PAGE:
What Do Politicians Read?
We have no idea what's on their nightstands, but one thing we do know about politicians is that they (and their staffs) read letters to the editor. In fact, the time you spend writing a letter to the editor may be even more valuable than the time you spend writing to the politician directly.
Why is that? Because politicians love praise and hate criticism. And that's especially true when it's in a public place like the newspaper (and during an election year).
Why are we telling you this? Because writing a letter to the editor may be one of the single most valuable things you can do to affect the debate on offshore drilling. And we feel it's our duty to let you know how to have the most impact on the political process, which is the thing that we know best.
The good news is that it's not hard. Here's a great example of a letter to the Baltimore Sun. Short and sweet is key.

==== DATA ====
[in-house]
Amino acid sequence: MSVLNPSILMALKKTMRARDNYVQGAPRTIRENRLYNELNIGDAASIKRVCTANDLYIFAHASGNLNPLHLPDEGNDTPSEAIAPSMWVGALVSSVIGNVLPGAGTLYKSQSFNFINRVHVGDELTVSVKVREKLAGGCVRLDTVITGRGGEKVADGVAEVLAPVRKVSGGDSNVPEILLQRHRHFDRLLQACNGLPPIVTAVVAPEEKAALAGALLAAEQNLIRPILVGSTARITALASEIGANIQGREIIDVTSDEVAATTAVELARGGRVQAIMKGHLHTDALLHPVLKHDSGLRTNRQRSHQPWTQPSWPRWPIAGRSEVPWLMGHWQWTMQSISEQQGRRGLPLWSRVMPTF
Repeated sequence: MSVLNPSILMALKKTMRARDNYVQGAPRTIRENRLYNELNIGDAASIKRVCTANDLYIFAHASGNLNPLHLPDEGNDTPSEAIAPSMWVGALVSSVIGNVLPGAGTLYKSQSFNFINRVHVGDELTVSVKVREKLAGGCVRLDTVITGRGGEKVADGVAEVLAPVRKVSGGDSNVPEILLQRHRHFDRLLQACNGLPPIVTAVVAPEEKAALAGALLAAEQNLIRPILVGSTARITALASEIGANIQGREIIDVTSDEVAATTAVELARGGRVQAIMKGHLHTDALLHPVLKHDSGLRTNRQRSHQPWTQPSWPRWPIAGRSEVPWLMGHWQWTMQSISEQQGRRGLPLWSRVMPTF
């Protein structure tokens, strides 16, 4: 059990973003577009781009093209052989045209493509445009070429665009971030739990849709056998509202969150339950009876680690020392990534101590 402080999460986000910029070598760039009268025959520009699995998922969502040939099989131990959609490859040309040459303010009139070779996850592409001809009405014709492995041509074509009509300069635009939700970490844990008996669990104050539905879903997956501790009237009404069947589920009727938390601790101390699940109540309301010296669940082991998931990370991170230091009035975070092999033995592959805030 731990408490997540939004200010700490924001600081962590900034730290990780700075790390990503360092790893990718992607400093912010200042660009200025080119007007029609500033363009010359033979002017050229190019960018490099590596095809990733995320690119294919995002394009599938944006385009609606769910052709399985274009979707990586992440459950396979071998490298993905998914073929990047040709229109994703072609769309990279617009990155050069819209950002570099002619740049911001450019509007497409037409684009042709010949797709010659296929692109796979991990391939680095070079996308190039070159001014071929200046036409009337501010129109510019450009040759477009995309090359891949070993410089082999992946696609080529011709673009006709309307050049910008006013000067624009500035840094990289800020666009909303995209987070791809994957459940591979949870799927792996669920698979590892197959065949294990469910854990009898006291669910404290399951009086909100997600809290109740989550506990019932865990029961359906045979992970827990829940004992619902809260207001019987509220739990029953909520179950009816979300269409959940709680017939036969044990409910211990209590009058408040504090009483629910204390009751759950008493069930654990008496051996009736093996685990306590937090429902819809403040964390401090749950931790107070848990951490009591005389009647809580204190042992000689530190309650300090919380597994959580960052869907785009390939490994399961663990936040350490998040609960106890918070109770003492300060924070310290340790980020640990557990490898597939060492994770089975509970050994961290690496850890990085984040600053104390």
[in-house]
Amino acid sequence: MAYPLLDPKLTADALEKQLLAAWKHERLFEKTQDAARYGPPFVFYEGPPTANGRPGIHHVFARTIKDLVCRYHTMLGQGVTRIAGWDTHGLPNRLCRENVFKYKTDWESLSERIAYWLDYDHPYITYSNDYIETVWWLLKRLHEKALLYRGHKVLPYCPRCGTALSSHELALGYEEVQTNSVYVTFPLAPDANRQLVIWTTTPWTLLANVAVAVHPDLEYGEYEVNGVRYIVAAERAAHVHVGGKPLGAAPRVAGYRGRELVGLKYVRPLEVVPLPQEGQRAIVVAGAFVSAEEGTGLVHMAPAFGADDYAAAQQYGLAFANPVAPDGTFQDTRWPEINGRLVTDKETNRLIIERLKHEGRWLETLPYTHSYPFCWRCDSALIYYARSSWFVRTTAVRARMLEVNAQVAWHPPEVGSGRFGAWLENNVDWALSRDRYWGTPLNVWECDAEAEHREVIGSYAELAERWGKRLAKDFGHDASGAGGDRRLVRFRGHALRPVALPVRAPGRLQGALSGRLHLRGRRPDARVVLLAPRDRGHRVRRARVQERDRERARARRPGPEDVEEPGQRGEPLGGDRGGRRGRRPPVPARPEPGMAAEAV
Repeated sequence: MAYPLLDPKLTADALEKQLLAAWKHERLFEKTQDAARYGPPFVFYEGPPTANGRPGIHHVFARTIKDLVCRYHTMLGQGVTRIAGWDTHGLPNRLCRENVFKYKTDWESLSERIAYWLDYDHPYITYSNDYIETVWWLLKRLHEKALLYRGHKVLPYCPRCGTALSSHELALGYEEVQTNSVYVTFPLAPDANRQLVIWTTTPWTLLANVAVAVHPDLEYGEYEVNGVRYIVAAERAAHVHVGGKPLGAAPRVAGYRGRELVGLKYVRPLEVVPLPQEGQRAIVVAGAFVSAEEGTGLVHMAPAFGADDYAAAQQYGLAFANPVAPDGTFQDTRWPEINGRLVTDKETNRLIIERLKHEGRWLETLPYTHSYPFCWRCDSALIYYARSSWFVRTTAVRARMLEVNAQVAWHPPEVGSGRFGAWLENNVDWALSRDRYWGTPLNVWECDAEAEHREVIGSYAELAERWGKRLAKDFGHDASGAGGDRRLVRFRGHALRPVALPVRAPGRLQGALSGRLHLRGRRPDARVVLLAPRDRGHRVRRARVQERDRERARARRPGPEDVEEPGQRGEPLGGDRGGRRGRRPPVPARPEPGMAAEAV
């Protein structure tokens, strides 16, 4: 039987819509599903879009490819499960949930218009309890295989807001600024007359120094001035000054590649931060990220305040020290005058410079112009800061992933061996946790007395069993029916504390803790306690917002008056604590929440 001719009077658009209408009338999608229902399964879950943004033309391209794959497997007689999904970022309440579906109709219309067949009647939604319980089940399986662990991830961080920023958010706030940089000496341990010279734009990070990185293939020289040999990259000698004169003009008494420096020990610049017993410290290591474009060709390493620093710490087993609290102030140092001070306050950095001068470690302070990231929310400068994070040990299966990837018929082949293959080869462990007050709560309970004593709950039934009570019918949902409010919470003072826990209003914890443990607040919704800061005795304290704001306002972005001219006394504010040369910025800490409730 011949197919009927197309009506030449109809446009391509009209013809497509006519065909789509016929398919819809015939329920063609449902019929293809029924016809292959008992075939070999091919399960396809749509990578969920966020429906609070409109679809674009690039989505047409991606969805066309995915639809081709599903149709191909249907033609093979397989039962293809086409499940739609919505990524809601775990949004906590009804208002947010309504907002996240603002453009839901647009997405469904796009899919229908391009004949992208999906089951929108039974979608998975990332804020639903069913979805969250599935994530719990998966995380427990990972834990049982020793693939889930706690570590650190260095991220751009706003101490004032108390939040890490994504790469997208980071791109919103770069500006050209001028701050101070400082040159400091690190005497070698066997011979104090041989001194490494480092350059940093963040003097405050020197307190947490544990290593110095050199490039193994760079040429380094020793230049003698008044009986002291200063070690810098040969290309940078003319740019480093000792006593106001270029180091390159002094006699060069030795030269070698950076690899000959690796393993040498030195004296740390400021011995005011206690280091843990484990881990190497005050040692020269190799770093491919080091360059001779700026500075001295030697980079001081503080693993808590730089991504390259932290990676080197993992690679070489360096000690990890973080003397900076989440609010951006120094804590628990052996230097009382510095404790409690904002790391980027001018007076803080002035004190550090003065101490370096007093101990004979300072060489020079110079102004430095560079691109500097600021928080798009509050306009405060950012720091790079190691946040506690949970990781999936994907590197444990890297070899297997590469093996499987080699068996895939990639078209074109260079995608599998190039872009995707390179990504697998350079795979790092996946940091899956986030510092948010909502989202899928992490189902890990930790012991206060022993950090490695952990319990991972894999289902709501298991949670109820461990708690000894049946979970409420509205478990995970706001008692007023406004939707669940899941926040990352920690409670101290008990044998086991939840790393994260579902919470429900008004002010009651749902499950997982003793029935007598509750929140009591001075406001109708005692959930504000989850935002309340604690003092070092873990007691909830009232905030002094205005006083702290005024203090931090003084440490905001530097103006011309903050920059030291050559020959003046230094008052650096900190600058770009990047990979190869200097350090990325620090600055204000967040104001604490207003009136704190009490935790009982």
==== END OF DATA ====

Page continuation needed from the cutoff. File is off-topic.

Write to your local paper and express your passion for the ocean. Say that you oppose offshore drilling, that it won't make any difference to gas prices for twenty years, that we need to focus on renewable energy, and that it's crazy to drill just because it might provide a "psychological benefit" (that's what Sen. John McCain said). Say whatever's on your mind.
Our blog has great material on the "Myths and Facts" of offshore drilling (as well as an update on what's happened in Congress in the last week), and you can use those to inform your letter. We could give you a form letter, but it's more important that this letter be yours, because saving the oceans is your fight, just like it's our fight.
And if your elected officials have been good on this issue, praise them in the letter. And if they're not, let everybody know.
For the Oceans,
The Ocean Champions Team
P.S. - As always, another great way you can impact the political process is to join Ocean Champions, the political voice for the oceans.